(72.) See 2012 Instruction, supra note 16, at 4.
(73.) See id. (showing changes to 2007 Instruction--specifically decreasing six years to four, and eliminating unusual-circumstances language).
(74.) See id.
(75.) See Lindsay v. United States, 295 F.3d 1252, 1257 (Fed. Cir. 2002) ("The military no less than any other organ of the government is bound by statute, and even when granted unfettered discretion by Congress the military must abide by its own procedural regulations should it choose to promulgate them."); Farmer v. Phila. Elec. Co., 329 F.2d 3, 7 (3d Cir. 1964) ("There are instances when the President issues proclamations and orders, and governmental agencies promulgate rules and regulations, pursuant to a mandate or a delegation of authority from Congress. In such instances the proclamations, orders, rules and regulations have the force and effect of laws."); Collins v. United States, 101 Fed. Cl. 435, 442 (2011) ("Regulations are given the force of law even though the decision to promulgate them may have been inherently discretionary.").
(76.) Even with the 2012 revision, there is still an issue as to whether the DOD would have the authority to circumscribe the six-year protective window to a four-year protective window given the specific intent of DOPMA to create a property interest in continued employment for O-4s.
(77.) H.R. Rep. No. 96-1462, at 12 (1980), reprinted in 1980 U.S.C.C.A.N. 6333, 6343.
(78.) See 2012 Instruction, supra note 16.
(79.) See In re Brian E. Burr, No. BC-2011-02795, at 4 (Air Force Bd. for Corr. of Military Records Apr. 26, 2012), available at http://boards.law.af.mil/AF/BCMR/CY2011/BC-2011-02795.txt ("While we note the applicant's contention that the force drawdown of the 1990s established a precedence that officers with at least 15 years of honorable service should not be subject to involuntary separation, it is beyond the purview of this Board to change legally constituted policy.").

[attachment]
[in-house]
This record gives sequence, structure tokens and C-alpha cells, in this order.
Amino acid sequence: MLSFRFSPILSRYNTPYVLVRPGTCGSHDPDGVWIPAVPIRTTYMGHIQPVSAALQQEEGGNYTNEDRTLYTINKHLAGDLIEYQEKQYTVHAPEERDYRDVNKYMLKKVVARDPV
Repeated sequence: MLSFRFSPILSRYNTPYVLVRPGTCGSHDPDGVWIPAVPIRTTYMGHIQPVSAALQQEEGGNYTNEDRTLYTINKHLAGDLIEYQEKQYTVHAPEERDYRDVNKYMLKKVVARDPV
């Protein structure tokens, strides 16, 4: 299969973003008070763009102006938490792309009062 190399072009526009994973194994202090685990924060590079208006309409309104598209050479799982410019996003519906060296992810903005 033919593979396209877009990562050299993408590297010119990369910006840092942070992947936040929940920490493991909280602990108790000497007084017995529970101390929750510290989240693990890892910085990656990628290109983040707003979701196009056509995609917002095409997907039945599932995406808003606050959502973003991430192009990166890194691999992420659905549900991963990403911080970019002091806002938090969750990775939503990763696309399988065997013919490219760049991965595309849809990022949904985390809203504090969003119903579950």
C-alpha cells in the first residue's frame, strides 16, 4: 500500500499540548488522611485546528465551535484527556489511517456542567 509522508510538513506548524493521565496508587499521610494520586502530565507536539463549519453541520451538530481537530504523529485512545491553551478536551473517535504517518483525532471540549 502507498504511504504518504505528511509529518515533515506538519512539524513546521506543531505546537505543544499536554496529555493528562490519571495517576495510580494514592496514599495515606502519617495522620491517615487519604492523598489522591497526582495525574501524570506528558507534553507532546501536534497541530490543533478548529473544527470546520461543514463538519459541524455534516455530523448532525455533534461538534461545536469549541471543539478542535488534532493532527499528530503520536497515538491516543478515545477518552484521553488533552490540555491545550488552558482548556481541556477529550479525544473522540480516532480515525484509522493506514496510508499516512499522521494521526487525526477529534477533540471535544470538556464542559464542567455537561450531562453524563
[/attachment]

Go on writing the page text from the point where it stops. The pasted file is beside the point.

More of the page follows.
(80.) See Letter from Colonel Kelly Goggin, supra note 32 (stating Air Force generally will allow twice-passed-over O-4s to continue to retirement).
(81.) See In re Brian E. Burr, No. BC-2011-02795, at 4.
(82.) See Perry v. Sindermann, 408 U.S. 593, 601 (1972); see also Bd. of Regents v. Roth, 408 U.S. 564, 597 (1972) ("[Property interests] ... are created and their dimensions defined by existing rules or understandings that stem from an independent source....").
(83.) See supra note 36 and accompanying text.
(84.) See Wenger v. Monroe, 282 F.3d 1068, 1072 (9th Cir. 2002) (noting Ninth Circuit applies modified Fifth Circuit deference test); Guerra v. Scruggs, 942 F.2d 270, 276 (4th Cir. 1991) (stating Fourth Circuit has adopted Fifth Circuit's deference test); Lilly v. Schwartz, 713 F. Supp. 2d 15, 18 (D.D.C. 2010) (laying out test for determining whether to review military decisions). The Lilly court framed the review inquiry as "whether there has been substantial compliance with applicable statutes and regulations, whether the agency acted arbitrarily and capriciously, and whether there is substantial evidence to support the [military] agency's decision." Lilly, 713 F. Supp. 2d at 18 (alteration in original) (quoting Appleby v. Harvey, 517 F. Supp. 2d 253, 270 (D.D.C. 2007)).
(85.) See Wenger, 282 F.3d at 1072 (establishing modified Fifth Circuit deference test applicable in Ninth Circuit); Guerra, 942 F.2d at 276 (explaining Fourth Circuit employs Fifth Circuit's deference test); see also Mindes v. Seaman, 453 F.2d 197, 201-02 (5th Cir. 1971).
(86.) See Mindes, 453 F.2d at 201-02. The two threshold elements are: the plaintiff must allege a deprivation of a constitutional right, statute, or regulation; and the plaintiff must exhaust intraservice remedies. Id. at 201. The plaintiff must next balance four factors: the nature and strength of the claim; the potential injury to the plaintiff if review is refused; the type and degree of anticipated interference in military function; and the extent to which the exercise of military expertise or discretion is involved. See id. In the Ninth Circuit, after meeting the threshold elements, the court proceeds based on a modified Mindes test. See Wenger, 282 F.3d at 1072.